4 4 3.4 Packets Delivered (x 1 3 ) m/s 1. m/s. m/s 1. m/s Normalized Throughput Kleinrock s Result m/s 1. m/s. m/s 1. m/s Fig. 6. Number of Packets Delivered Fig. 7. Normalized Throughput. Path Length (hops) m/s 1. m/s. m/s 1. m/s Fig. 8. Average Path Length. Probability of Initial Connection Establishment m/s 1. m/s. m/s 1. m/s Fig. 9. Probability of Being Able to Establish Initial Route. of the Random Direction model, called the Modified Random Direction model. In this model, nodes select a direction degree as before, but they may choose their destination anywhere along that direction of travel. They do not need to travel all the way to the boundary. Figure illustrates the average number of pairs of nodes with the given distance of separation. The figure represents nodes moving at 1 m/s. Initially, the nodes are evenly distributed throughout the simulation area. As the simulation progresses, the characteristics of the Random Waypoint model show that after 4 seconds of simulation time, the node density is much higher than the initial configuration. However, the Random Direction model is able to maintain a node density that is similar to the initial node distribution. B. Results The number of data packets received by their respective destination is shown in Figure 6. The figure shows that for small transmission radius and low connectivity, few data packets are delivered due to lack of a route. As the connectivity increases, however, the number of packets delivered rapidly increases, until the curves level off. As the transmission power continues to increase, the network becomes saturated, and consequently there is a gradual decline in the number of data packets delivered. Network saturation results in an increased number of collisions, as well as reduced channel access which leads to buffer overflows. There does not appear to be a global optimal number of neighbors for all mobilities. For m/s mobility, the results show this optimum to be around seven or eight neighbors per node, which differs only slightly from what Kleinrock proved for a stationary network [6]. As mobility increases, however, the optimum shifts to higher connectivity. The faster nodes move, the more frequently link breaks occur. Hence, even though the effective bandwidth seen at individual nodes suffers due to the increased transmission power and collisions, the number of packets delivered still increases, relative to shorter transmission ranges. This is because link breaks are less frequent and routes are maintained for longer periods of time. Figure 7 represents Kleinrock's normalized throughput achieved by the simulations, and compares these values to an approximation derived by Kleinrock in Figure 3 of his paper [6]. The network throughput is given by the number of successful transmissions divided by the average path length, = n Neh where n is the total number of nodes, N is the average node degree, e is the natural logarithm, and h is the average path length. To normalize, the value p n is plotted.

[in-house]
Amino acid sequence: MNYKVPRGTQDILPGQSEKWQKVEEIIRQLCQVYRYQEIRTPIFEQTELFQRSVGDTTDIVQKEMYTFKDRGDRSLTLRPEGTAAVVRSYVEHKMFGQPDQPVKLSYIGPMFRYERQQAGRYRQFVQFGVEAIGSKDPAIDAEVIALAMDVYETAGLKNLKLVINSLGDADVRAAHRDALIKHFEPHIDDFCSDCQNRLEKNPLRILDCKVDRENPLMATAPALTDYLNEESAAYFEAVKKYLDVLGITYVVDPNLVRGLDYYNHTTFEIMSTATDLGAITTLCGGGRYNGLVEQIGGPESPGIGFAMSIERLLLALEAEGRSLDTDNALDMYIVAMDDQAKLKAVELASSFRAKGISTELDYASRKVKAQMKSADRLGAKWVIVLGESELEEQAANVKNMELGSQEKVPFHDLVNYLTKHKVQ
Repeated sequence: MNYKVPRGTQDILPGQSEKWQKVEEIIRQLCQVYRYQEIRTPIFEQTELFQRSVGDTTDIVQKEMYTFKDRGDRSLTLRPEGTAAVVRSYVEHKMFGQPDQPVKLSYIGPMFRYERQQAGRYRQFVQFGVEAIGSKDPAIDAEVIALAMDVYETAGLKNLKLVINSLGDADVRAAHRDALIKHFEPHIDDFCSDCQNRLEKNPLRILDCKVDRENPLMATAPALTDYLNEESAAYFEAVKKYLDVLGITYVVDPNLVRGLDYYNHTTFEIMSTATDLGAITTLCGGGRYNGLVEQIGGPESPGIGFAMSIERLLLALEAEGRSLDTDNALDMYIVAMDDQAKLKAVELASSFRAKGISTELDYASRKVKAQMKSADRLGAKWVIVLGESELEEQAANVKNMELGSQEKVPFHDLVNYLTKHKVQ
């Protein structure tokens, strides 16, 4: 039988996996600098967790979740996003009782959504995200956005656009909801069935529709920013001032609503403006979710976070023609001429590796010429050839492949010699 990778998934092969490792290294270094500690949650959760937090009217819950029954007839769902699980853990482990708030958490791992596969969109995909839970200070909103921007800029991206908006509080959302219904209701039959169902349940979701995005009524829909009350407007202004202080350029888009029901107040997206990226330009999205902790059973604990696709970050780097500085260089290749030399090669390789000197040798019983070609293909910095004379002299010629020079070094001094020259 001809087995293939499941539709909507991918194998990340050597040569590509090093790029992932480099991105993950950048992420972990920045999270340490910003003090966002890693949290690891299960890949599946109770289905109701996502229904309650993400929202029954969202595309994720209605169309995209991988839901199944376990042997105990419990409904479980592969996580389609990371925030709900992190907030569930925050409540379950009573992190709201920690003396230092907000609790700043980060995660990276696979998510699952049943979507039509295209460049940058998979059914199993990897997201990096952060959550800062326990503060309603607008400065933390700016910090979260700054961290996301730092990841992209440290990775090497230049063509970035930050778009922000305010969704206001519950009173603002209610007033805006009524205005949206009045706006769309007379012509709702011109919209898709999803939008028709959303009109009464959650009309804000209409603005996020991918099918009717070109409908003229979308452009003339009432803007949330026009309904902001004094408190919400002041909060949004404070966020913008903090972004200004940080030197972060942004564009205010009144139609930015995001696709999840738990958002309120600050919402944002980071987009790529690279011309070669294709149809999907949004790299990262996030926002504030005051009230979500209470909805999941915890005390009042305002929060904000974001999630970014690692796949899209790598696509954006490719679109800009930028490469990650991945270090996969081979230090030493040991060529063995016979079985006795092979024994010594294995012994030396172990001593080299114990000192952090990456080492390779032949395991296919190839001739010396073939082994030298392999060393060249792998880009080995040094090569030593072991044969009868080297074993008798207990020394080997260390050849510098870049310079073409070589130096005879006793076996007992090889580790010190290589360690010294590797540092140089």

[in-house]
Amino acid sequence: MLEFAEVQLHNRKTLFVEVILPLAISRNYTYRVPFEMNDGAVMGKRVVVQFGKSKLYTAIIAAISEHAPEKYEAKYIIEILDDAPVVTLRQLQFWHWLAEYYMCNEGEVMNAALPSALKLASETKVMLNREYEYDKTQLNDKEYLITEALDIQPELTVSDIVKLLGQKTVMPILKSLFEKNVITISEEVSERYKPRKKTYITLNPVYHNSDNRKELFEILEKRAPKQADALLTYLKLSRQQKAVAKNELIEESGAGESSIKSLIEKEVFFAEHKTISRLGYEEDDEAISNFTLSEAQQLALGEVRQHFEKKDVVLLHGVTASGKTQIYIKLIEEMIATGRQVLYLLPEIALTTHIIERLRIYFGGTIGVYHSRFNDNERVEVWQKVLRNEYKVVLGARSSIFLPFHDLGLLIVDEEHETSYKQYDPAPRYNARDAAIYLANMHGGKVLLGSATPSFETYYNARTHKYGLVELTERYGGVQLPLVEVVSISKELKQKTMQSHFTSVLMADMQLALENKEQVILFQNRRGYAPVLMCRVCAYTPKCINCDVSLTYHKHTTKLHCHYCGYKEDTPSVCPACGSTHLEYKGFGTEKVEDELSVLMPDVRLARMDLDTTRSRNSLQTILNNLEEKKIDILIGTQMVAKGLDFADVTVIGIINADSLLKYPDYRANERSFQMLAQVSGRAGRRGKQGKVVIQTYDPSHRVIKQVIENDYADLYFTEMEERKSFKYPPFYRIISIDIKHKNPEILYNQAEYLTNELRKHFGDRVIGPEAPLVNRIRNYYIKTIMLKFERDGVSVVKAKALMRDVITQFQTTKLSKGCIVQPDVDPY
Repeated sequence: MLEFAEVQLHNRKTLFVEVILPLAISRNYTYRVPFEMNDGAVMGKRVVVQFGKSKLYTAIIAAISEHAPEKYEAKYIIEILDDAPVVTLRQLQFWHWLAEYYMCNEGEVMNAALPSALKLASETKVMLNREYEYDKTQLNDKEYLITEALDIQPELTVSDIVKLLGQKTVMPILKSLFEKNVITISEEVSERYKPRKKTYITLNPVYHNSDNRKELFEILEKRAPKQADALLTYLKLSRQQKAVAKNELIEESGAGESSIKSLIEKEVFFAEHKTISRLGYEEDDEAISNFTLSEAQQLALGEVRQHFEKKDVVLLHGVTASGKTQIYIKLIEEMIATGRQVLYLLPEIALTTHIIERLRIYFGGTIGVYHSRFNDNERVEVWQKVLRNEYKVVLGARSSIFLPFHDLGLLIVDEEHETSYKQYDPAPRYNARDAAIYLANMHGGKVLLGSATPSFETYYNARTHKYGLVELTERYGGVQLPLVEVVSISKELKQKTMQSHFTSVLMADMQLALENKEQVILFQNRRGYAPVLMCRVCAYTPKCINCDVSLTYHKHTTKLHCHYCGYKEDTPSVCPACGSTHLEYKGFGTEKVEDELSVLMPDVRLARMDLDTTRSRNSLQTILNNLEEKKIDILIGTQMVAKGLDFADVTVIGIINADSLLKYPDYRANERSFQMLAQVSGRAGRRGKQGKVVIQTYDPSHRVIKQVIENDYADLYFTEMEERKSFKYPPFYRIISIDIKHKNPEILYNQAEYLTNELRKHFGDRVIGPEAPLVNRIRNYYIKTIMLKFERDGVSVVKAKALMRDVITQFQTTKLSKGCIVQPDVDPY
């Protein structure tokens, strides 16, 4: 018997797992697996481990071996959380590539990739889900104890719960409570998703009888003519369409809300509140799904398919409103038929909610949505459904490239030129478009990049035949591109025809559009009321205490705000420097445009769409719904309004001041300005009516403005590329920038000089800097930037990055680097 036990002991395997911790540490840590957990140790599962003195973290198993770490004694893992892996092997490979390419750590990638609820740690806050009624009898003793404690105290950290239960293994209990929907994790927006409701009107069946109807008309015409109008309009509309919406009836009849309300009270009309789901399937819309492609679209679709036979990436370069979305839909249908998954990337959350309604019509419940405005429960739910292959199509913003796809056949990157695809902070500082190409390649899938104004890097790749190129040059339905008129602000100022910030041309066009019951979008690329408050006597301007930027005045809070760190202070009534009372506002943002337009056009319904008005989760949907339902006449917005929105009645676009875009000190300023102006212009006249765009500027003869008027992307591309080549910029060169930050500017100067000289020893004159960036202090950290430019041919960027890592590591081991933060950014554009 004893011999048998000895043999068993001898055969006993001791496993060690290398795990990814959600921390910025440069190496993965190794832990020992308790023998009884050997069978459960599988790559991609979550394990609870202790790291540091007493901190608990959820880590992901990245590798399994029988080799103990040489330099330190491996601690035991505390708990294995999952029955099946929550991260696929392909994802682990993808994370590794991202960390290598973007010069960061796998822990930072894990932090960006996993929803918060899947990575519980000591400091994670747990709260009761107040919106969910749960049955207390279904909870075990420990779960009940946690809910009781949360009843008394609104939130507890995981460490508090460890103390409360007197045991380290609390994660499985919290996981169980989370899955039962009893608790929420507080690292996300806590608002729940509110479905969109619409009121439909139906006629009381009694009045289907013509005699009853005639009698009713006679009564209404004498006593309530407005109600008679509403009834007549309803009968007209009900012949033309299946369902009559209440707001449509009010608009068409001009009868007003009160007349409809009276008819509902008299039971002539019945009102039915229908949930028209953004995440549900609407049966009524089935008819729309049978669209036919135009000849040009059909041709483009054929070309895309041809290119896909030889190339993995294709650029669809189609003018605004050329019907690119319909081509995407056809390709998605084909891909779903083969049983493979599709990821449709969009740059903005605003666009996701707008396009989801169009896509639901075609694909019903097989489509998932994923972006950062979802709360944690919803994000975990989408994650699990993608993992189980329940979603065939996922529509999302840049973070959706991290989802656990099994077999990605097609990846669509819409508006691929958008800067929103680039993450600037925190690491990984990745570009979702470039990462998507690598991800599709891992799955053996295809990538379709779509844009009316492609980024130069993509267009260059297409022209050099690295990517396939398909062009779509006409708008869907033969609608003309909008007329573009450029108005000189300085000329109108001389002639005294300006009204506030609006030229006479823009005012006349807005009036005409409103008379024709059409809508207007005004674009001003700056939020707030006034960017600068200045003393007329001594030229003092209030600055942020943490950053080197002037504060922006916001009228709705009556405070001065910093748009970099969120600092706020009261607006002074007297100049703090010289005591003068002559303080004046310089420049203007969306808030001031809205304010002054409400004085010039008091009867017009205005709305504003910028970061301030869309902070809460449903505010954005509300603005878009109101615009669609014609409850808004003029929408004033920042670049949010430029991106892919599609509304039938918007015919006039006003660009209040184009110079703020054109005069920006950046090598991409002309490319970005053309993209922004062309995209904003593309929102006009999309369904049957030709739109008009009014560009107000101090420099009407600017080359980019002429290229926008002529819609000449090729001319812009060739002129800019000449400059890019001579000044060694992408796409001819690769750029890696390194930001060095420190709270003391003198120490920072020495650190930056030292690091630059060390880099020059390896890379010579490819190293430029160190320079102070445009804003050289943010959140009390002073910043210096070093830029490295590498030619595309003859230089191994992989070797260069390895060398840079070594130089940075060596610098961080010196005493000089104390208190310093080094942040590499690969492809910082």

5 The normalized throughput seen by the individual nodes in the simulation differs greatly from the theoretical value, particularly for a small number of neighbors. In Kleinrock's paper, it is assumed that, as the transmission power decreases and the number of neighbors similarly decreases, connectivity in the network is still maintained. The throughput suffers as a result of the increased number of hops to reach the destination. However, the simulations show that for very low node densities, the network does not, in fact, remain connected. Numerous nodes or groups of nodes become disconnected from the node majority. The result of the disconnected operation is that many of the sessions abort because routes to the destination are unavailable. The only sessions that are able to complete are those with a small path length. Hence, the normalized throughput appears artificially high. Because of this effect, the utility of this metric for mobile networks is doubtful. Figure 8 illustrates the average path length of active routes. It verifies that the lower transmission powers do have shorter path lengths, because those are the only routes that are able to be completed. Once the network is fully connected, the path length increases, and then decreases once again as the transmission power increases and fewer hops are needed to connect the source and the destination. The probability of being able to establish an initial route between a source and destination is shown in Figure 9. For the sparsely connected network, the probability is fairly low as the network suffers from partitioning. As the node density increases, however, the probability rapidly increases for all mobilities, until it eventually stablizes at one. IV. Related Work Sanchez, Manzoni and Haas performed a related study in [9]. In this work, they investigate the critical transmission range in ad hoc networks, which is the minimum transmission range of the transceivers that is required to achieve full network connectivity. They present an algorithm to calculate this minimum transmission range, and then they study the effect of mobility on that value. Two related papers study the problem of adjusting the transmission power in order to find a balance between the achieved throughput and power consumption. In [8], the authors present algorithms which adaptively adjust the transmission power of the nodes in response to topological changes, with the goals of maintaining a connected network while using minimum power. Through simulation, they show that an increase in throughput, together with a decrease in power consumption, can be achieved by managing the transmission levels of the individual nodes. Similarly, the work presented in [4] presents a study on power management in ad hoc networks by determining the effects of transmission power on network throughput and power consumption. Nodes are grouped into clusters, where nodes within a cluster adapt their power levels to reach at most the farthest node within the cluster. The authors either allow or disallow nodes to dynamically adjust their power levels per transmission to be the maximum amount of power needed to reach the destination node within the cluster. The authors show that both methods reduce power consumption while increasing throughput, with the former scheme achieving greater performance improvements. V. Conclusions As mobile networking gains popularity, it is important to understand the characteristics of these networks so that they can be tuned to achieve optimum performance. The transmission power of wireless nodes is a key component in determining the interconnection pattern of the network. For wireless transmission, a tradeoff exists between decreasing the number of hops between sources and destinations and decreasing the effective bandwidth available to individual network nodes. It has been shown that as the mobility speed of nodes increases, it is desirable to increase transmission power in order to achieve delivery of data packets to their destinations. Moreover, there does not exist a global optimum connectivity level for varying node mobilities. For a stationary network, the optimum connectivity is seven or eight neighbors per node, which is similar to Kleinrock's conclusion of six neighbors per node. As the mobility of the nodes increases, however, an increase in the transmission power of the nodes results in a larger percentage of data packets reaching their destination, and hence a higher network throughput. While it is likely that different reactive ad hoc routing algorithms will have different optimal connectivity levels, the results presented here can be generalized for any such algorithm. The simulations performed for this study assume an open air, free space environment. In the physical world, terrain and atmospheric conditions exist which effect network connectivity. Further study is needed to determine the effects of these variables on the optimal node transmission levels. References [1] L. Bajaj, M. Takai, R. Ahuja, K. Tang, R. Bagrodia, and M. Gerla. GlomoSim: A Scalable Network Simulation Environment. Technical Report CSD Technical Report, #9927, UCLA, [2] J. Broch, D. A. Maltz, D. Johnson, Y.-C. Hu, and J. Jetcheva. A Performance Comparison of Multi-Hop Wireless Ad Hoc Network Routing Protocols. Proceedings of the 4 th Annual ACM/IEEE International Conference on Mobile Computing and Networking (MobiCom), pages 8 97, Dallas, Texas, October [3] IEEE Standards Department. Wireless LAN Medium Access Control (MAC) and Physical Layer (PHY) Specifications. IEEE Standard , [4] T. A. ElBatt, S. V. Krishnamurthy, D. Connors, and S. Dao. Power Management for Throughput Enhancement in Wireless Ad hoc Networks. Proceedings of the IEEE International Conference on Communications (ICC), pages , New Orleans, LA, June 2. [] J. Jubin and J. Tornow. The DARPA Packet Radio Network Protocols. Proceedings of the IEEE, 7(1):21 32, [6] L. Kleinrock and J. Silvester. Optimum Transmission Radii for Packet Radio Networks or Why Six is a Magic Number. Proceedings of the IEEE National Telecommunications Conference, pages , Birmingham, Alabama, December [7] C. E. Perkins and E. M. Royer. The Ad hoc On-Demand Distance Vector Protocol. C. E. Perkins, editor, Ad hoc Networking, pages Addison-Wesley, 2. [8] R. Ramanathan and R. Rosales-Hain. Topology Control of Multihop Wireless Networks using Transmit Power Adjustment. Proceedings of the IEEE Conference on Computer Communications (INFOCOM), pages , Tel Aviv, Israel, March 2. [9] M. Sanchez, P. Manzoni, and Z. J. Haas. Determination of Critical Transmission Range in Ad hoc Networks. Proceedings of the Multiaccess, Mobility and Teletraffic for Wireless Communications (MMT) Conference), Venice, Italy, October [1] F. A. Tobagi and L. Kleinrock. Packet Switching in Radio Channels: Part- II - The Hidden Terminal Problem in Carrier Sense MultipleAccess Models and the BusyTone Solution. IEEE Transactions on Communications, 23(12): , December 197.